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The Legacy of the Position: Giants, Wide Receiver

While the needs vary each year, the NFL Draft brings hope and optimism to every single franchise. Many view this hope as being for the fortunes of the franchise and in a lot of ways they are correct. New faces to the organization can spark championship dreams. But there is another kind of hope that needs to be discussed. The hope is that player lives up to the standards set before him by those who once stood in his shoes for the franchise. According to numerous reports, including Pro Football Focus, the New York Giants need to replenish their wide receiver corps. Let's take a look at their illustrious history of the position and the standards that have already been set.

The Lineage

The New York Giants' history with wide receivers is unique. Due to its age, it must be noted that for the first few decades of the franchise, they never had a true wideout. Instead, they had ends. That doesn't mean that they didn't have some good ones. On the contrary, they boasted some of the finest ends of the era.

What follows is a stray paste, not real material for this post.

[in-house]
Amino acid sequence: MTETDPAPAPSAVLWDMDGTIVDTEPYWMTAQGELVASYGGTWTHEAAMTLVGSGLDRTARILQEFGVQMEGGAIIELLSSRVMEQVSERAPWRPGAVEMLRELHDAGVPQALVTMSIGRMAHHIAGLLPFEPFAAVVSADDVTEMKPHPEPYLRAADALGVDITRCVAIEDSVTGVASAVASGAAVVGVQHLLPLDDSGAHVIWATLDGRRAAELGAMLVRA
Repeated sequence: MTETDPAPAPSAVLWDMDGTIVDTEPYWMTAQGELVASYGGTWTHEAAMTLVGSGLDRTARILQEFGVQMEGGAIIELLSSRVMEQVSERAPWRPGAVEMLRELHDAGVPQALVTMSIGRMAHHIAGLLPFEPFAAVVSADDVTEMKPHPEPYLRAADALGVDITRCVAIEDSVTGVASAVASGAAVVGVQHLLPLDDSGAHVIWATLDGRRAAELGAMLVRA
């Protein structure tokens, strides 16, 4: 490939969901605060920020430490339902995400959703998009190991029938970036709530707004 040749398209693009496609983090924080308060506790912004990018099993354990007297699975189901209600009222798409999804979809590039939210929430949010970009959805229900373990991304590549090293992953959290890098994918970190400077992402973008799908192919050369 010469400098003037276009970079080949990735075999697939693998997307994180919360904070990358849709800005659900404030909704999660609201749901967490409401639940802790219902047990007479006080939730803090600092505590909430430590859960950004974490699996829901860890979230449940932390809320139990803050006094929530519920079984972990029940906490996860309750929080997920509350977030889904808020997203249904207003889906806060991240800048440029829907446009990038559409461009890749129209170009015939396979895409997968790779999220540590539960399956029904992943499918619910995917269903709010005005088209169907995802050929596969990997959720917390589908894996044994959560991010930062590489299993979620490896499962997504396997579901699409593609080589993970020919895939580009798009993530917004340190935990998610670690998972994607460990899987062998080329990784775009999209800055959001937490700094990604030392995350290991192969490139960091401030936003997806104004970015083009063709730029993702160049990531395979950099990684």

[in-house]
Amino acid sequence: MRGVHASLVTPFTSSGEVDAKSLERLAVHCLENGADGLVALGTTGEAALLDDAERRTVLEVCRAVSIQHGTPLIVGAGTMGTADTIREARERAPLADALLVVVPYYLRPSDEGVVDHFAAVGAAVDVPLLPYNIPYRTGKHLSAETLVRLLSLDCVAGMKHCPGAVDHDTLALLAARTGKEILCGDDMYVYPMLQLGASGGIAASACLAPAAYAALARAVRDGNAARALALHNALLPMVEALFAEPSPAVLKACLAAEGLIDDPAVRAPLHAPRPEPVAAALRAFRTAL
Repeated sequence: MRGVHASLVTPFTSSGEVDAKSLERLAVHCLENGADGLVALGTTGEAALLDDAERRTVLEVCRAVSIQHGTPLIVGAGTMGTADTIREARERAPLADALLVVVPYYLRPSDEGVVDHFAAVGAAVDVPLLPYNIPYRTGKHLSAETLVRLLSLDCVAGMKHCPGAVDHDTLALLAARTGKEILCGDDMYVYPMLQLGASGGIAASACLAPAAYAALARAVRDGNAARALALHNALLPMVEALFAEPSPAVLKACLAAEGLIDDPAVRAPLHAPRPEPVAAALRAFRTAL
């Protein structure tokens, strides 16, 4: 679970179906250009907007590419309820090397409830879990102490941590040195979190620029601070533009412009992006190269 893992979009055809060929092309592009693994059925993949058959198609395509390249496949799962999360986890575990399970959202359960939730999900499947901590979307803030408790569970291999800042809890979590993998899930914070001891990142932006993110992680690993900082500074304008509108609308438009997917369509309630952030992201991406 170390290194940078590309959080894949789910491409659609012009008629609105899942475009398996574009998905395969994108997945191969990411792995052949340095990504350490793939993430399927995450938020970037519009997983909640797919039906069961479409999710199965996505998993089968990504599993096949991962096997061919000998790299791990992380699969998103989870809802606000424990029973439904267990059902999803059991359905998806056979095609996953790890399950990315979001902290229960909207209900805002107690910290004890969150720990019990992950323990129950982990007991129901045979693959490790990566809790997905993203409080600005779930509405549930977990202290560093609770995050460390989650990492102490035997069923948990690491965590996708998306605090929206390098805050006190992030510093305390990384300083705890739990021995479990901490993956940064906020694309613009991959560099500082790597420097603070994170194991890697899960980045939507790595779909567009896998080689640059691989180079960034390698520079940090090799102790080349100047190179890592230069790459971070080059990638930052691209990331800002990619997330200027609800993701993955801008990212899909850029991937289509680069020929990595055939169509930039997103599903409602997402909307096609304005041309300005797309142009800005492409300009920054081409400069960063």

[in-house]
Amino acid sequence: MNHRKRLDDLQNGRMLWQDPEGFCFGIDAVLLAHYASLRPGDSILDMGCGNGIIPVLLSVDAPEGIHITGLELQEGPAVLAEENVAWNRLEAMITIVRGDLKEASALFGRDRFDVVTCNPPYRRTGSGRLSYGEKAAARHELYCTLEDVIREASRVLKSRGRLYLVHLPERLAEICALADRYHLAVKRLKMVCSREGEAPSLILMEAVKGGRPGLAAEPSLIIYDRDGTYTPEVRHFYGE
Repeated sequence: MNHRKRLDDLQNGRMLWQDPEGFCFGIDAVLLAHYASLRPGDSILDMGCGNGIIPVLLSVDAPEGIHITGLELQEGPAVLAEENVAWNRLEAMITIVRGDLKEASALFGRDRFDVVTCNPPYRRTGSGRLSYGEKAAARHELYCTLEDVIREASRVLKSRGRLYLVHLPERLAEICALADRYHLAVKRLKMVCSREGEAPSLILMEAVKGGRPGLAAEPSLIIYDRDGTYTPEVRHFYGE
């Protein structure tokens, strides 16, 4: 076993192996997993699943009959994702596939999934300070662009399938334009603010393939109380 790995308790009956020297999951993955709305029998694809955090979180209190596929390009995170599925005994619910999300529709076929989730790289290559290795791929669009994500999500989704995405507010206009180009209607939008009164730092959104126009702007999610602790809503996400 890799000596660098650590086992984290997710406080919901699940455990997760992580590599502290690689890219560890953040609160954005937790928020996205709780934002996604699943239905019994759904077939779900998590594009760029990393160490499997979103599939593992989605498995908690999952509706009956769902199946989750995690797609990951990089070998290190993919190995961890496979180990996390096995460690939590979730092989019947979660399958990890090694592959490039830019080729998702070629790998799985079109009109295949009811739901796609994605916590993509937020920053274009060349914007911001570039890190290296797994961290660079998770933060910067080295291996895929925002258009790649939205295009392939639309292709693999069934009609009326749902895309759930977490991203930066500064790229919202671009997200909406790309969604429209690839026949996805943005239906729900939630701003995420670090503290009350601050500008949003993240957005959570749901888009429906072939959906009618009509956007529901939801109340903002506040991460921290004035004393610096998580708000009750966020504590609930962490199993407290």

Before he became a Pro Football Hall of Famer as a tackle and well before he became a Baseball Hall of Famer as an umpire, Cal Hubbard enjoyed two years of dominance as an end in the Big Apple. In New York's first championship-winning season of 1927, Hubbard was named an All-Pro for the first time in his career. His dominance as a Giant was short-lived however as he moved to Green Bay two years later and switched to tackle.